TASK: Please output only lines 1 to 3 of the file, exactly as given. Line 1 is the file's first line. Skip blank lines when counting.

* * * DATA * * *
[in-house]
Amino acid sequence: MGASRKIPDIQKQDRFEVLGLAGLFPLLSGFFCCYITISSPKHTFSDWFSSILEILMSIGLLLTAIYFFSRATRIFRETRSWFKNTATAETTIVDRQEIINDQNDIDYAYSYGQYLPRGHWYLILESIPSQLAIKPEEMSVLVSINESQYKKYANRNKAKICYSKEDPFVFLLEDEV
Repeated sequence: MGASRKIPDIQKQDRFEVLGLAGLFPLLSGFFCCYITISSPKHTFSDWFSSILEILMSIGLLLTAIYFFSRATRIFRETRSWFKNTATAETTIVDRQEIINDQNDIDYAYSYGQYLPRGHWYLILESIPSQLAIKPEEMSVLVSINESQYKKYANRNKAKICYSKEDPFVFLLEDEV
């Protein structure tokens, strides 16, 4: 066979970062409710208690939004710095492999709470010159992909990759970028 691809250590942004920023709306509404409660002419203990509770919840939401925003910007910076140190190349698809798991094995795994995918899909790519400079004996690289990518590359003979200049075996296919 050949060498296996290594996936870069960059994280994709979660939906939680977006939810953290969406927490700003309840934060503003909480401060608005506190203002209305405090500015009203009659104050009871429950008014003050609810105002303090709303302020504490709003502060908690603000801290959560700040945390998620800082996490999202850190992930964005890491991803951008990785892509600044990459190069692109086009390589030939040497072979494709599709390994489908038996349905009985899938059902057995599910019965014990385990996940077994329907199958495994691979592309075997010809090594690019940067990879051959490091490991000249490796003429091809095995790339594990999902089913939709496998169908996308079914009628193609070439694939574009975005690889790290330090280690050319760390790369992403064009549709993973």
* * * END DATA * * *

[in-house]
Amino acid sequence: MGASRKIPDIQKQDRFEVLGLAGLFPLLSGFFCCYITISSPKHTFSDWFSSILEILMSIGLLLTAIYFFSRATRIFRETRSWFKNTATAETTIVDRQEIINDQNDIDYAYSYGQYLPRGHWYLILESIPSQLAIKPEEMSVLVSINESQYKKYANRNKAKICYSKEDPFVFLLEDEV
Repeated sequence: MGASRKIPDIQKQDRFEVLGLAGLFPLLSGFFCCYITISSPKHTFSDWFSSILEILMSIGLLLTAIYFFSRATRIFRETRSWFKNTATAETTIVDRQEIINDQNDIDYAYSYGQYLPRGHWYLILESIPSQLAIKPEEMSVLVSINESQYKKYANRNKAKICYSKEDPFVFLLEDEV